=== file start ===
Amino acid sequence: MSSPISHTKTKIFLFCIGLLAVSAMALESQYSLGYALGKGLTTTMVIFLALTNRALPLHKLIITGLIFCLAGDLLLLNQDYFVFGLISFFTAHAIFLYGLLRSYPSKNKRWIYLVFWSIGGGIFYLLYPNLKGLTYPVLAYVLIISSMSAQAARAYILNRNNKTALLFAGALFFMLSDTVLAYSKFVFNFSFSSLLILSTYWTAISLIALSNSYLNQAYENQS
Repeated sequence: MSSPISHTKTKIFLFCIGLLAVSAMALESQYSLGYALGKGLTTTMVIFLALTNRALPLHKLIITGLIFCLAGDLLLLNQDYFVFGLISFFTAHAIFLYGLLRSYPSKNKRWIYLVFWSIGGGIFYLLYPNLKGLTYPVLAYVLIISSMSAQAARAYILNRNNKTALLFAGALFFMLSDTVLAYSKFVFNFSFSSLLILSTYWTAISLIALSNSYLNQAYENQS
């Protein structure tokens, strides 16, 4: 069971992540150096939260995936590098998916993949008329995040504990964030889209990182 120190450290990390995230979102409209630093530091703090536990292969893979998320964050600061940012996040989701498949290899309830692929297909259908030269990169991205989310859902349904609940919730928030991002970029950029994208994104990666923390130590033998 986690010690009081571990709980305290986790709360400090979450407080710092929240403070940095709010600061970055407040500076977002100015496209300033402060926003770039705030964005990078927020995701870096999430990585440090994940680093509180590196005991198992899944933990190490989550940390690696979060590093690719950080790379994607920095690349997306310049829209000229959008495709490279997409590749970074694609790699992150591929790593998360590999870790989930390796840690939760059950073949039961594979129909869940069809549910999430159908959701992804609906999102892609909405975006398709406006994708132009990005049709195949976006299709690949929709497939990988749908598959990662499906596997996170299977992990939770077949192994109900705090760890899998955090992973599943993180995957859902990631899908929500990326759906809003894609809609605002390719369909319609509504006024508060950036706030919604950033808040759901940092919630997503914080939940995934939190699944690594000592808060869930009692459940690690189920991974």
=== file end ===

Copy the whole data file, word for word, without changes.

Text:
Amino acid sequence: MSSPISHTKTKIFLFCIGLLAVSAMALESQYSLGYALGKGLTTTMVIFLALTNRALPLHKLIITGLIFCLAGDLLLLNQDYFVFGLISFFTAHAIFLYGLLRSYPSKNKRWIYLVFWSIGGGIFYLLYPNLKGLTYPVLAYVLIISSMSAQAARAYILNRNNKTALLFAGALFFMLSDTVLAYSKFVFNFSFSSLLILSTYWTAISLIALSNSYLNQAYENQS
Repeated sequence: MSSPISHTKTKIFLFCIGLLAVSAMALESQYSLGYALGKGLTTTMVIFLALTNRALPLHKLIITGLIFCLAGDLLLLNQDYFVFGLISFFTAHAIFLYGLLRSYPSKNKRWIYLVFWSIGGGIFYLLYPNLKGLTYPVLAYVLIISSMSAQAARAYILNRNNKTALLFAGALFFMLSDTVLAYSKFVFNFSFSSLLILSTYWTAISLIALSNSYLNQAYENQS
């Protein structure tokens, strides 16, 4: 069971992540150096939260995936590098998916993949008329995040504990964030889209990182 120190450290990390995230979102409209630093530091703090536990292969893979998320964050600061940012996040989701498949290899309830692929297909259908030269990169991205989310859902349904609940919730928030991002970029950029994208994104990666923390130590033998 986690010690009081571990709980305290986790709360400090979450407080710092929240403070940095709010600061970055407040500076977002100015496209300033402060926003770039705030964005990078927020995701870096999430990585440090994940680093509180590196005991198992899944933990190490989550940390690696979060590093690719950080790379994607920095690349997306310049829209000229959008495709490279997409590749970074694609790699992150591929790593998360590999870790989930390796840690939760059950073949039961594979129909869940069809549910999430159908959701992804609906999102892609909405975006398709406006994708132009990005049709195949976006299709690949929709497939990988749908598959990662499906596997996170299977992990939770077949192994109900705090760890899998955090992973599943993180995957859902990631899908929500990326759906809003894609809609605002390719369909319609509504006024508060950036706030919604950033808040759901940092919630997503914080939940995934939190699944690594000592808060869930009692459940690690189920991974």